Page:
A Hollywood script writer couldn’t make this stuff up.
Last Wednesday the Oxnard City Council REFUSED to perform their legal obligation to place three initiatives on the ballot that were signed by over 12,000 Oxnard residents. Oh, and they’re suing Moving Oxnard Forward President Aaron Starr ... again!
(You may recall that our legal battles with the city began in 2016 when they first sued Mr. Starr over Measure M. They lost badly in court, and are currently appealing the decision.)
California Elections Code Section 9215 ultimately gives the council only two options once an initiative has been certified as having obtained a sufficient number of signatures:
- Adopt the initiatives into law within 10 days, or
- Place the initiatives on the ballot for a public vote
Yet, in a special meeting on January 15, the council only voted to put one of the four certified initiatives on the ballot – and announced they will launch three lawsuits over the others.
Oxnard City Attorney Stephen Fischer advised the council in open session that since they had decided to initiate litigation on the other three, they didn’t have to exercise either option required by law.
Of course, there is no such exception in the statute, nor have courts recognized such an exception.
Even if the city sues over the initiatives, they still must at least put them on the ballot.
Public comments by council members ranged from arrogance to delusional to outright denial.
- Elitism was on full display when Mayor Pro Tem Carmen Ramirez argued that the people’s right to exercise the power of initiative was a “harassment of this government of Oxnard” and that your rights under the California Constitution will somehow, “totally take away the representative form of government for our city.” Clearly, she doesn’t agree that the people ought to have equal power with the city council.
- Failing to see the contradiction in her own comments, Council Member Gabriella Basua – touting her 17 years of governmental experience – stated that corruption is “everywhere within government,” and yet petition signers, “have no concept of what it takes to run government,” and that only elected officials have the special knowledge required to govern.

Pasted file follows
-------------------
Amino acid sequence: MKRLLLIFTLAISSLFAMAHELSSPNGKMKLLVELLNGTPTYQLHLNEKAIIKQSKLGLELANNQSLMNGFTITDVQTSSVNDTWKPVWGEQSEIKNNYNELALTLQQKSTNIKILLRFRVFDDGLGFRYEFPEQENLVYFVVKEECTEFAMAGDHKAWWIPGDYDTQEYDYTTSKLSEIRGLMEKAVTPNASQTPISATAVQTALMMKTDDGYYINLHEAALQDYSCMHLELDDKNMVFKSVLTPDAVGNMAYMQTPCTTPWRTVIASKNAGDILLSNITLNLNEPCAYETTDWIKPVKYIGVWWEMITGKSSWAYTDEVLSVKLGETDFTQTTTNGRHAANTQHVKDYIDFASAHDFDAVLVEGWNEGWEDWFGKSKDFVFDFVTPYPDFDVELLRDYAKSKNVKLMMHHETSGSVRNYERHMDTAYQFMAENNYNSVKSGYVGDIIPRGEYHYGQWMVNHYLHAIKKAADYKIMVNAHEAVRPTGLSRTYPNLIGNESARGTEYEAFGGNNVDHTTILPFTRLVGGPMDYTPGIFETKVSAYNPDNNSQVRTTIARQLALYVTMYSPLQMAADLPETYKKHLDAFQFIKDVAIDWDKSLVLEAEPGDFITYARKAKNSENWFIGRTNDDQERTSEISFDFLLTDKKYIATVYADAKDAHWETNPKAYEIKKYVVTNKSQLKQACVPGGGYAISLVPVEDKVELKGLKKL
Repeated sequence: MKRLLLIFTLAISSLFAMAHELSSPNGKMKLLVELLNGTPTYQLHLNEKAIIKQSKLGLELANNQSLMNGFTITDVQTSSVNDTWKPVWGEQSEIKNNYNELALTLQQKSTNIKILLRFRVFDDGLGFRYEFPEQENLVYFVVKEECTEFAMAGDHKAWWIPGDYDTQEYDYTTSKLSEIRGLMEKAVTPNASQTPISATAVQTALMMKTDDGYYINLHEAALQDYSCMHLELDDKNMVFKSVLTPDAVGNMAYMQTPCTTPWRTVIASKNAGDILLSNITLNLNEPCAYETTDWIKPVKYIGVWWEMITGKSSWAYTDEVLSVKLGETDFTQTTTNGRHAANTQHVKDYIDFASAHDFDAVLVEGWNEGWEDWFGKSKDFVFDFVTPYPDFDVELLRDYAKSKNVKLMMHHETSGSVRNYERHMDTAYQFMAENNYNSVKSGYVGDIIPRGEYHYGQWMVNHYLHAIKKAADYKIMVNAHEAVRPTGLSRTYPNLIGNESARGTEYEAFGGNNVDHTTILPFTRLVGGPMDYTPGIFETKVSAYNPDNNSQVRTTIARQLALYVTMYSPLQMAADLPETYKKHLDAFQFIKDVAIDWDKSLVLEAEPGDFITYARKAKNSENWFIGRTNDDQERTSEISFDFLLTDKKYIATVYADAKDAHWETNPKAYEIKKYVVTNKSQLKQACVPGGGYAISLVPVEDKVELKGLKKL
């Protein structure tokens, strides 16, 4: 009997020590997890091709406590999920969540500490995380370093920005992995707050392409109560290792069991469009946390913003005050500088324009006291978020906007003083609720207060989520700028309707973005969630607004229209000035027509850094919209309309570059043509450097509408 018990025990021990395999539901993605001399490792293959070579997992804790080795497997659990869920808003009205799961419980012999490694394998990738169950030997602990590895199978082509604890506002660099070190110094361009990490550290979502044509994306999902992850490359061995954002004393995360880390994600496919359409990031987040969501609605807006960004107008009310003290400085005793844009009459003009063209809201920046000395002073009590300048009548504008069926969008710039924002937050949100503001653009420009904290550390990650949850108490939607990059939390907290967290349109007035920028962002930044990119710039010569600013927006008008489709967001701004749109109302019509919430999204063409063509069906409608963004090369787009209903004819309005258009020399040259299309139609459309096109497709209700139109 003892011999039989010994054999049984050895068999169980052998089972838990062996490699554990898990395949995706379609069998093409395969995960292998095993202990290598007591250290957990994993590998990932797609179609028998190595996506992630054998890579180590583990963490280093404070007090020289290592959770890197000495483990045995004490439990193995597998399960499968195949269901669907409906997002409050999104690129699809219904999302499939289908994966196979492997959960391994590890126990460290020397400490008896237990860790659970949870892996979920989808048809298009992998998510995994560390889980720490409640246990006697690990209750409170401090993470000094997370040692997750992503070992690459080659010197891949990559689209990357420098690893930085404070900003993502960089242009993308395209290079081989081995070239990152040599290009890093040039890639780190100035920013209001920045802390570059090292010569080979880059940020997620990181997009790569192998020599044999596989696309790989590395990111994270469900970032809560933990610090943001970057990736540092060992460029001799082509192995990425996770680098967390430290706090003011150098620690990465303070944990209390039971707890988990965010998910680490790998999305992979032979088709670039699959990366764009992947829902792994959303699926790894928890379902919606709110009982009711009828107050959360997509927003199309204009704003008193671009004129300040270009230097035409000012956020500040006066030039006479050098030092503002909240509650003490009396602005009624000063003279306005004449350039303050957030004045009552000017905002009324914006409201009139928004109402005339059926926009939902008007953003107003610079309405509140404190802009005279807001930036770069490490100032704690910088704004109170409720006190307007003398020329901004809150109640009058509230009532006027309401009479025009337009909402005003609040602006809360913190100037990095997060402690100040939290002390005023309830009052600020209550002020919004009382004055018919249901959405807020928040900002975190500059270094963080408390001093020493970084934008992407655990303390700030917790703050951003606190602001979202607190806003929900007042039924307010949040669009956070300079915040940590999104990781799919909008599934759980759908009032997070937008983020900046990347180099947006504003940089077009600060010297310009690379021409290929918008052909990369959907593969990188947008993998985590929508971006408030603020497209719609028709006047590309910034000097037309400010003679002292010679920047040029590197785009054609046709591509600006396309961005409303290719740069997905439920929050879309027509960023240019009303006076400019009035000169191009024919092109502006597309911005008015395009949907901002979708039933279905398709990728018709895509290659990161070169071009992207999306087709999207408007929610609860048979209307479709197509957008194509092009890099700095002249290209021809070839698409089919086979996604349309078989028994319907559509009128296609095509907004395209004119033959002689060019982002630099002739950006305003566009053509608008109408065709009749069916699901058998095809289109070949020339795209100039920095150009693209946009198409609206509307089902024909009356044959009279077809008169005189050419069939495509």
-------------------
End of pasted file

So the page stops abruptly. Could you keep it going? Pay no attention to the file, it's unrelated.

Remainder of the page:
- Finally, Mayor Tim Flynn did his own grandstanding, denying Ms. Basua’s assertion that government is full of corruption and instead arguing that this city council has eliminated it completely. Of course, this was right after a parade of people who just happen to want favors from city hall dutifully lined up as public speakers and recited the city’s talking points against the initiatives. Perhaps kissing the ring helps them to accumulate brownie points.
More than 100 years ago, Californians amended the state constitution to reserve to themselves the power to propose laws through the initiative process. California courts have long upheld that the people’s initiative power is EQUAL to the power of the legislative body to create law.
Oxnard City Hall seeks to deny you your hard-fought constitutional rights. The city council may be suing us, but they’re really after you ... we just happen to be in the way.
We don’t seek a fight with City Hall, but they seem intent on fighting us. We do, however, insist that they follow the law. We refuse to be intimidated by bullying behavior. We are researching our legal options to ensure that the initiatives that so many Oxnard voters signed petitions for will appear on the November ballot.
By the way, on January 21, the city council will be discussing our term limits measure, the fifth (and final) measure, which was certified several days ago as also having enough signatures to qualify for the ballot.
Not surprisingly, that night’s agenda includes a closed session item to discuss whether to sue over the term limits measure, too.
Be sure to bring popcorn. It's going to be interesting.